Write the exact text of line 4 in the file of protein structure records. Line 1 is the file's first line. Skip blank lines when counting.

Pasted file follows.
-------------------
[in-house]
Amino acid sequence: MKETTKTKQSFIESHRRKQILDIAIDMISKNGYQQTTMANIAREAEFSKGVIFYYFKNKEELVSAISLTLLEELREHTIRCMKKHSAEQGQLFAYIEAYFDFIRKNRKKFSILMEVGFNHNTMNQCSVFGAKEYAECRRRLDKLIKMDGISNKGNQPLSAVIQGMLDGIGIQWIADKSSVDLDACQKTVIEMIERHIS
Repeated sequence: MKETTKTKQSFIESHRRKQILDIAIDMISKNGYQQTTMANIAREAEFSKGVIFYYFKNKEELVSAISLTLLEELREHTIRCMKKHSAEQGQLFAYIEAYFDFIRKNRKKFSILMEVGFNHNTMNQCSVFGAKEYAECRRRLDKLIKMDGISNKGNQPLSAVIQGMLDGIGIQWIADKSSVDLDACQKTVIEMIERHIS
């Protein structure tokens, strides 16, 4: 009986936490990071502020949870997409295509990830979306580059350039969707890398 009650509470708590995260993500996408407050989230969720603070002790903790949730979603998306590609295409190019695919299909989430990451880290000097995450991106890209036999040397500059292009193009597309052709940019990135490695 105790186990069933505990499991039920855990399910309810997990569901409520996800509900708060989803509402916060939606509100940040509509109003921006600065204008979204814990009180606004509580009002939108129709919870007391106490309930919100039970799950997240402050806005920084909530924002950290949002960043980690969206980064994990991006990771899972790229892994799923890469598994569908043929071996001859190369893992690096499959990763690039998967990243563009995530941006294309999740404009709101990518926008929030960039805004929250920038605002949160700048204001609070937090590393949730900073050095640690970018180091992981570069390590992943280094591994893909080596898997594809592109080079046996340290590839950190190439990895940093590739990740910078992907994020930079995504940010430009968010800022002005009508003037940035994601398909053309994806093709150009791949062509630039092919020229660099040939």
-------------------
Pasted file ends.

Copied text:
């Protein structure tokens, strides 16, 4: 009986936490990071502020949870997409295509990830979306580059350039969707890398 009650509470708590995260993500996408407050989230969720603070002790903790949730979603998306590609295409190019695919299909989430990451880290000097995450991106890209036999040397500059292009193009597309052709940019990135490695 105790186990069933505990499991039920855990399910309810997990569901409520996800509900708060989803509402916060939606509100940040509509109003921006600065204008979204814990009180606004509580009002939108129709919870007391106490309930919100039970799950997240402050806005920084909530924002950290949002960043980690969206980064994990991006990771899972790229892994799923890469598994569908043929071996001859190369893992690096499959990763690039998967990243563009995530941006294309999740404009709101990518926008929030960039805004929250920038605002949160700048204001609070937090590393949730900073050095640690970018180091992981570069390590992943280094591994893909080596898997594809592109080079046996340290590839950190190439990895940093590739990740910078992907994020930079995504940010430009968010800022002005009508003037940035994601398909053309994806093709150009791949062509630039092919020229660099040939």